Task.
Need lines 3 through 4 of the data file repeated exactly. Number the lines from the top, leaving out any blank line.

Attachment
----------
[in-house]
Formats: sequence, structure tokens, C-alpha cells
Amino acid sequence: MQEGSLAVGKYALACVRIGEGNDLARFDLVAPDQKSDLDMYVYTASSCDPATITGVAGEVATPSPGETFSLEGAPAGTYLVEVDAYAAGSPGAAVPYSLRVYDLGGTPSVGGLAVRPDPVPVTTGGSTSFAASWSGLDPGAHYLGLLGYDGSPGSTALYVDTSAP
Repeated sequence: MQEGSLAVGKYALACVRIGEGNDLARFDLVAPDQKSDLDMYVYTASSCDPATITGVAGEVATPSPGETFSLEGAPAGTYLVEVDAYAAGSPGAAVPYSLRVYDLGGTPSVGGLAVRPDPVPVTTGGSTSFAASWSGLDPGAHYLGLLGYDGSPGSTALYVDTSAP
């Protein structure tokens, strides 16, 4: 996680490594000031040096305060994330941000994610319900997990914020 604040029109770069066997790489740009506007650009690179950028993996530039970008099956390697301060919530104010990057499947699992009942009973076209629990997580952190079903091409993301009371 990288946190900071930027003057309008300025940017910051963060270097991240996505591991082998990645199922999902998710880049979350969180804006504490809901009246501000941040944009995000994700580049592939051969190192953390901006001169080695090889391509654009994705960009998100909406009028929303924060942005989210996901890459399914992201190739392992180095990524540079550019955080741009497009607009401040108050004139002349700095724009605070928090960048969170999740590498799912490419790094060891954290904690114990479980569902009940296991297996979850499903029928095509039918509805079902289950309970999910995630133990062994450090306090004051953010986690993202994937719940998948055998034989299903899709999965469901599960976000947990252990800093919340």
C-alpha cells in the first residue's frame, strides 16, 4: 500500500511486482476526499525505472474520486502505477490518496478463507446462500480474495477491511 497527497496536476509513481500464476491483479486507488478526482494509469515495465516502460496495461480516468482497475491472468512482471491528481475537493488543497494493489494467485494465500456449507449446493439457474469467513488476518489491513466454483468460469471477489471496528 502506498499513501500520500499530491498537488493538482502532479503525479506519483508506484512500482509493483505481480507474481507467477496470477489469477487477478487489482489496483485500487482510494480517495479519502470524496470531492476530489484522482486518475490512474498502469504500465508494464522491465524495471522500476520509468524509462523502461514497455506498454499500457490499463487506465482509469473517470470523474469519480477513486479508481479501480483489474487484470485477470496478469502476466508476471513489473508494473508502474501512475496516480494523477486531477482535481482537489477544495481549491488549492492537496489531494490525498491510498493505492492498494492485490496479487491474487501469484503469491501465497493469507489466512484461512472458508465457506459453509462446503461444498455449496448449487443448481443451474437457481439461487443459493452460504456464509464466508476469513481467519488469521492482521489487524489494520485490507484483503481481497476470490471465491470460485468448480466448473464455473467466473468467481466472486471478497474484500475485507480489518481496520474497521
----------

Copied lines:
Amino acid sequence: MQEGSLAVGKYALACVRIGEGNDLARFDLVAPDQKSDLDMYVYTASSCDPATITGVAGEVATPSPGETFSLEGAPAGTYLVEVDAYAAGSPGAAVPYSLRVYDLGGTPSVGGLAVRPDPVPVTTGGSTSFAASWSGLDPGAHYLGLLGYDGSPGSTALYVDTSAP
Repeated sequence: MQEGSLAVGKYALACVRIGEGNDLARFDLVAPDQKSDLDMYVYTASSCDPATITGVAGEVATPSPGETFSLEGAPAGTYLVEVDAYAAGSPGAAVPYSLRVYDLGGTPSVGGLAVRPDPVPVTTGGSTSFAASWSGLDPGAHYLGLLGYDGSPGSTALYVDTSAP